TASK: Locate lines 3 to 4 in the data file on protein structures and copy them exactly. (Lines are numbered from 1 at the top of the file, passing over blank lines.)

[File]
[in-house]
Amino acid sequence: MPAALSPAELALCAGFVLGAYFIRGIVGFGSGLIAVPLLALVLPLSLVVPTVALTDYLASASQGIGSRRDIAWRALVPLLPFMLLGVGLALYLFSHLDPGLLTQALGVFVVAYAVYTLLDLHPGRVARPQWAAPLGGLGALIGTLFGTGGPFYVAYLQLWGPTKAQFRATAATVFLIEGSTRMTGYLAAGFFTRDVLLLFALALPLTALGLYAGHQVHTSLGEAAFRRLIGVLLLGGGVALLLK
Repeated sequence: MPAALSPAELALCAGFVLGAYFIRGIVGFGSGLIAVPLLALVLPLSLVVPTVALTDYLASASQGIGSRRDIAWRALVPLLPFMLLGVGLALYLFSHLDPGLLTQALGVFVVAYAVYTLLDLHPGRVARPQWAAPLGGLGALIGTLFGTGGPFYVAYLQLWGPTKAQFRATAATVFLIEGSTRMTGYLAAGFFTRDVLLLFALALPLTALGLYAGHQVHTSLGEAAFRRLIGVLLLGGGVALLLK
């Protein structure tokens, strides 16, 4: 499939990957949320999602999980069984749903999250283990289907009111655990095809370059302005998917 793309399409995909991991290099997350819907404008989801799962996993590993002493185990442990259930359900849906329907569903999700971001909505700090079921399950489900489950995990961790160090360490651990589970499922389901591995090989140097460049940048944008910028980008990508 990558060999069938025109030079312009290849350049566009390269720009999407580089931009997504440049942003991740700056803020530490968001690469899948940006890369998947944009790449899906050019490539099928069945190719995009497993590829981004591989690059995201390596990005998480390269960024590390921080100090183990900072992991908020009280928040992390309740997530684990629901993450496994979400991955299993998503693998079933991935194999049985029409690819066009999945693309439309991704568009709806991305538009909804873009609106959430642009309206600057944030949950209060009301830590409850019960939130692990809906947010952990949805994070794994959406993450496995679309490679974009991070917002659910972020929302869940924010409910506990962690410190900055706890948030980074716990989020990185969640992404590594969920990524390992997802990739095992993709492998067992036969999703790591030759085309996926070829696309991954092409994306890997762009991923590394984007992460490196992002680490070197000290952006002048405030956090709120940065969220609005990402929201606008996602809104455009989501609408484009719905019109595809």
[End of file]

Repeated sequence: MPAALSPAELALCAGFVLGAYFIRGIVGFGSGLIAVPLLALVLPLSLVVPTVALTDYLASASQGIGSRRDIAWRALVPLLPFMLLGVGLALYLFSHLDPGLLTQALGVFVVAYAVYTLLDLHPGRVARPQWAAPLGGLGALIGTLFGTGGPFYVAYLQLWGPTKAQFRATAATVFLIEGSTRMTGYLAAGFFTRDVLLLFALALPLTALGLYAGHQVHTSLGEAAFRRLIGVLLLGGGVALLLK
């Protein structure tokens, strides 16, 4: 499939990957949320999602999980069984749903999250283990289907009111655990095809370059302005998917 793309399409995909991991290099997350819907404008989801799962996993590993002493185990442990259930359900849906329907569903999700971001909505700090079921399950489900489950995990961790160090360490651990589970499922389901591995090989140097460049940048944008910028980008990508 990558060999069938025109030079312009290849350049566009390269720009999407580089931009997504440049942003991740700056803020530490968001690469899948940006890369998947944009790449899906050019490539099928069945190719995009497993590829981004591989690059995201390596990005998480390269960024590390921080100090183990900072992991908020009280928040992390309740997530684990629901993450496994979400991955299993998503693998079933991935194999049985029409690819066009999945693309439309991704568009709806991305538009909804873009609106959430642009309206600057944030949950209060009301830590409850019960939130692990809906947010952990949805994070794994959406993450496995679309490679974009991070917002659910972020929302869940924010409910506990962690410190900055706890948030980074716990989020990185969640992404590594969920990524390992997802990739095992993709492998067992036969999703790591030759085309996926070829696309991954092409994306890997762009991923590394984007992460490196992002680490070197000290952006002048405030956090709120940065969220609005990402929201606008996602809104455009989501609408484009719905019109595809």